New website is said to disclose chemicals used in fracking ops
Post Independent staff
Glenwood Springs, CO Colorado
A new website purporting to show the chemicals used in hydraulic fracturing operations went live on Monday, and the proponents are hoping critics of the industry will make use of it.
“Hydraulic fracturing in Western Colorado has resulted in ongoing concern and reasonable questions from local communities,” said David Ludlam, executive director of the Western Slope Colorado Oil and Gas Association in Grand Junction.
“This tool will go a long way to help ease those concerns and clear up some misunderstandings about hydraulic fracturing technology,” he said.
Hydraulic fracturing, or “fracking,” involves the injection of massive amounts of water, sand and chemicals into well bores, in order to break up deeply buried rock formations and permit gas and oil to flow freely to the surface.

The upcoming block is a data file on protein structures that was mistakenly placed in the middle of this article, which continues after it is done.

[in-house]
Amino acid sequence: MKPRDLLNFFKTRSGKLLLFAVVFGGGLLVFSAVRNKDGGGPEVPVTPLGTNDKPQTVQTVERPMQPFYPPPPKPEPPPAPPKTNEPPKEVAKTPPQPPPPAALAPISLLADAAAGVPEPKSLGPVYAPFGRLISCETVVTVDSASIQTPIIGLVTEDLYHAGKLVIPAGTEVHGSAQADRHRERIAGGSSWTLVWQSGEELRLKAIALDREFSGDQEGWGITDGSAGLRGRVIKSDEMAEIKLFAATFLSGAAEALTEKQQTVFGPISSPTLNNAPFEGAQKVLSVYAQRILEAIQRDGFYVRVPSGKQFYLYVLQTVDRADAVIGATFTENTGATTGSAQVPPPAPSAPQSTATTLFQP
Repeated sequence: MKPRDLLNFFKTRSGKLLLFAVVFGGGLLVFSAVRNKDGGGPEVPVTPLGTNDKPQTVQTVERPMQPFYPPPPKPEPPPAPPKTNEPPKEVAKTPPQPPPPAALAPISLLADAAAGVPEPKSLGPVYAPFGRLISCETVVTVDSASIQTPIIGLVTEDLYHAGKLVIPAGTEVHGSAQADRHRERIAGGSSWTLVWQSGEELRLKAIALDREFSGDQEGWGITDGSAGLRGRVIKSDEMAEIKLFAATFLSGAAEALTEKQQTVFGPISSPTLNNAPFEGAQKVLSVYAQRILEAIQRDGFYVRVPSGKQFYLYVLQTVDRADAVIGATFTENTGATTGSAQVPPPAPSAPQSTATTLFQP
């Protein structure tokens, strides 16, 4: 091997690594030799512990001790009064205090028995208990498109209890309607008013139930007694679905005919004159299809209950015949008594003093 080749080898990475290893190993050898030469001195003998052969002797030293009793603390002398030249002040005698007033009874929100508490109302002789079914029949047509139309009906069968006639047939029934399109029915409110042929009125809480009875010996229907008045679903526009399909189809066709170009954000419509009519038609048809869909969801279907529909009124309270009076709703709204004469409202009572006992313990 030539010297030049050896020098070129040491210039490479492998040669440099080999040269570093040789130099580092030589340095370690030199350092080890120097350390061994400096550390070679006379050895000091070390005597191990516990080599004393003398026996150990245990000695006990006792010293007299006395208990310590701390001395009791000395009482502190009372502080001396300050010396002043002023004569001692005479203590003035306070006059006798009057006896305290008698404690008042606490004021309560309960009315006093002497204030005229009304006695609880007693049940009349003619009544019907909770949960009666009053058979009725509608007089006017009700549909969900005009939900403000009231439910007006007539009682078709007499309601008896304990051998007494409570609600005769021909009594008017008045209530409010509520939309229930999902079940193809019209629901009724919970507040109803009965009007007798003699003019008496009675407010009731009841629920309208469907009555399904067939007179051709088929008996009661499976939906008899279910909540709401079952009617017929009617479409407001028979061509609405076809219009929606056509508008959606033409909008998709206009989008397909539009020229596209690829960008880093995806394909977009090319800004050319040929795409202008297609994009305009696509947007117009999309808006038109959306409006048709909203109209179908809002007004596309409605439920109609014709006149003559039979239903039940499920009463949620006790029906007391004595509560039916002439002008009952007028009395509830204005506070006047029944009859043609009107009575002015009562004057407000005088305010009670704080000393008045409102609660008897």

The website, located at http://www.FracFocus.org on the Internet, offers information that is submitted by gas companies voluntarily, according to a written statement on the new service.
The website is underwritten by the Ground Water Protection Council, a national nonprofit group, and the Interstate Oil and Gas Compact Commission, an industry advocacy organization.
“This voluntary ‘disclosure’ site allows authorized members of the oil and natural gas industry to upload chemical information for hydraulic fracturing jobs conducted after January 20, 2011,” according to the website.
As of April 11, the only participant in Garfield County was Williams Petroleum, which listed 10 hydraulic fracturing procedures conducted between Feb. 2 and March 12.
“I have yet to speak with a local operator who doesn’t plan to participate, but the registry is a new tool,” explained Ludlam. “And assimilation of chemical data will be a process, not an event.”
At one of Williams’ sites, featuring a well that reaches more than 8,000 feet and that was injected with more than 1.3 million gallons of fracking fluids, the company lists nine trade-name products supplied by Halliburton.
These products, according to the company, contain a total of 21 ingredients of varying strengths or concentrations.
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